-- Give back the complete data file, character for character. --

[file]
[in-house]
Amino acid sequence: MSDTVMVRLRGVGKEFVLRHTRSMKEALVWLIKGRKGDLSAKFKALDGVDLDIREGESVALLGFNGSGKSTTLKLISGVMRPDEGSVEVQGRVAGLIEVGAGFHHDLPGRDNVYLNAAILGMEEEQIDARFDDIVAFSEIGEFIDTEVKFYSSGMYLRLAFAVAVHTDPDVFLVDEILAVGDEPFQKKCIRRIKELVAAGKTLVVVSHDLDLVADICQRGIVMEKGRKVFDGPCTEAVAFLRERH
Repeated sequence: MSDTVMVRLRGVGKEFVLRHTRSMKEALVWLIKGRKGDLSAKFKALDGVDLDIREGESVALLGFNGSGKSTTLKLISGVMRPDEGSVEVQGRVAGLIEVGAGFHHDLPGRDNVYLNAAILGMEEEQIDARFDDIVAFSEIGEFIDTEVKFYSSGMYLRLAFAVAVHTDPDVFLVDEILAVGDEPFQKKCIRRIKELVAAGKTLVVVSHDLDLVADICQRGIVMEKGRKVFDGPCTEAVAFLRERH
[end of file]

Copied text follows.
[in-house]
Amino acid sequence: MSDTVMVRLRGVGKEFVLRHTRSMKEALVWLIKGRKGDLSAKFKALDGVDLDIREGESVALLGFNGSGKSTTLKLISGVMRPDEGSVEVQGRVAGLIEVGAGFHHDLPGRDNVYLNAAILGMEEEQIDARFDDIVAFSEIGEFIDTEVKFYSSGMYLRLAFAVAVHTDPDVFLVDEILAVGDEPFQKKCIRRIKELVAAGKTLVVVSHDLDLVADICQRGIVMEKGRKVFDGPCTEAVAFLRERH
Repeated sequence: MSDTVMVRLRGVGKEFVLRHTRSMKEALVWLIKGRKGDLSAKFKALDGVDLDIREGESVALLGFNGSGKSTTLKLISGVMRPDEGSVEVQGRVAGLIEVGAGFHHDLPGRDNVYLNAAILGMEEEQIDARFDDIVAFSEIGEFIDTEVKFYSSGMYLRLAFAVAVHTDPDVFLVDEILAVGDEPFQKKCIRRIKELVAAGKTLVVVSHDLDLVADICQRGIVMEKGRKVFDGPCTEAVAFLRERH